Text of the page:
The euro marks its 10th birthday on New Year's day at a perilous moment in global finance. But if popular culture is any guide to underlying economic reality, the currency of Europe's monetary union is in good shape. When a corrupt businessman pays his conspirators in Quantum of Solace, the latest James Bond film, he uses euros because, as one of the counterparties notes, "the dollar isn't what it once was. The cost of war."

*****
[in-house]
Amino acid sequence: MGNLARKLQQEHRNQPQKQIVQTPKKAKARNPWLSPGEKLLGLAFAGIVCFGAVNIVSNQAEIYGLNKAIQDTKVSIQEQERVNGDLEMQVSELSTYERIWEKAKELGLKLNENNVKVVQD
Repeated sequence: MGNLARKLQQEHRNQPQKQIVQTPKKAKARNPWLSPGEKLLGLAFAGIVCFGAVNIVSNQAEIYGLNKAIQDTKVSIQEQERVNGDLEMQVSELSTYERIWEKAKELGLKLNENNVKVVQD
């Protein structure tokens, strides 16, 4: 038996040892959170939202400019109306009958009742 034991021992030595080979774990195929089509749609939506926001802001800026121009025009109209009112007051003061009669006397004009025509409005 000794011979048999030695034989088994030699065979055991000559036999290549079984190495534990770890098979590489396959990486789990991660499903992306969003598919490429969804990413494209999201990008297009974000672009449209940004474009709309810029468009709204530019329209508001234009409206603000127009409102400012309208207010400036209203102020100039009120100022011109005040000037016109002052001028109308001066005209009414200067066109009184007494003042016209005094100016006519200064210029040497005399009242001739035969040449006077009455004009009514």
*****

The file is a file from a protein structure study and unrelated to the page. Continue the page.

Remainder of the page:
Europe's single currency was born out of tension. Its eventual launch on January 1 1999 was spurred by the foreign exchange turmoil that hit the continent in the early years of that decade, when speculative flows almost broke up the previous "fixed but adaptable" exchange rate mechanism. The choice, says Barry Eichengreen, European economic history expert at the University of California, Berkeley, was either a return to floating currencies or to press ahead with monetary union: "It became pretty clear what needed to be done."